|US20060261091 *||Jan 17, 2006||Nov 23, 2006||Bentfield Europe B.V.||Fluid product dispenser|
|US20060281466 *||Mar 1, 2006||Dec 14, 2006||Aziz Gholmieh||Method and apparatus for hashing over multiple frequency bands in a communication system|
|US20070053953 *||Aug 17, 2006||Mar 8, 2007||Donald Verlee||Method of loading beneficial agent to a prosthesis by fluid-jet application|
|US20070087028 *||Dec 5, 2006||Apr 19, 2007||Robert Falotico||Intraluminal devices for the prevention and treatment of vascular disease|
|US20070100436 *||Nov 1, 2006||May 3, 2007||Cordis Corporation||Methods and Devices for Delivering Therapeutic Agents to Target Vessels|
|US20070208423 *||May 7, 2007||Sep 6, 2007||Dominique Messerli||Intervertebral Implant for Transforminal Posterior Lumbar Interbody Fusion Procedure|
|US20080017201 *||Aug 8, 2007||Jan 24, 2008||Incept Llc|
|US20080020129 *||Apr 23, 2007||Jan 24, 2008||Abbott Laboratories||Method of Loading Beneficial Agent to a Prosthesis by Fluid-Jet Application|
|US20080085295 *||Jun 13, 2007||Apr 10, 2008||Fmc Biopolymer As||Hydrogels containing low molecular weight alginates and biostructures made therefrom|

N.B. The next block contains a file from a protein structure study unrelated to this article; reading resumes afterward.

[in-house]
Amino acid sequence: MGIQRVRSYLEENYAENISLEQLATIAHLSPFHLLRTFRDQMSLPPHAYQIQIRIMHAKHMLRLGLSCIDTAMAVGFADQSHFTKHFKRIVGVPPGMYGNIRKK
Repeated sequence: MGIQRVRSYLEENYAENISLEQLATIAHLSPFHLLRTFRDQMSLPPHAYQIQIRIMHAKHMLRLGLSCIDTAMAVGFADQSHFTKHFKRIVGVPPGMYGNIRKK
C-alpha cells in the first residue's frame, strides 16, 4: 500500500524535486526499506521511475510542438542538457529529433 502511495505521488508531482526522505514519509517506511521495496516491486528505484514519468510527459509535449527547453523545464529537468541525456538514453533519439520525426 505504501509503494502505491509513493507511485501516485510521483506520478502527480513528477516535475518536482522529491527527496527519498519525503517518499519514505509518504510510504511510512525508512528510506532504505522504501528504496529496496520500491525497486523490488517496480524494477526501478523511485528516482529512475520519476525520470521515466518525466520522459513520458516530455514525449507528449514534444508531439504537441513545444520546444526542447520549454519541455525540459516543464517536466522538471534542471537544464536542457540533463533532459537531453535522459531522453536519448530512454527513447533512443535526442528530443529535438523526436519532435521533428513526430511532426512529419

|US20080100797 *||Oct 25, 2007||May 1, 2008||Nayiby Alvarez-Carrigan||Antimicrobial contact lenses with reduced haze and preparation thereof|
|US20080102100 *||Oct 26, 2007||May 1, 2008||Osman Rathore||Processes to prepare antimicrobial contact lenses|
|US20080152692 *||Feb 26, 2008||Jun 26, 2008||Boston Scientific Scimed, Inc.||Controlling resorption of bioresorbable medical implant material|
|US20080183152 *||Oct 19, 2007||Jul 31, 2008||Issam Raad||Medical devices with broad spectrum antimicrobial activity|
|US20090051060 *||Mar 26, 2008||Feb 26, 2009||Yongcheng Li||Preparation of antimicrobial contact lenses with reduced haze using swelling agents|
|US20090131825 *||Dec 18, 2008||May 21, 2009||Senorx, Inc.||Imageable biopsy site marker|
|US20090318895 *||Aug 27, 2009||Dec 24, 2009||Merit Medical Systems, Inc.||Flexible and plastic radiopaque laminate composition|
|US20100003396 *||Aug 31, 2009||Jan 7, 2010||Abbott Laboratories||System and Method of Loading and Detecting Beneficial Agent on a Prosthesis|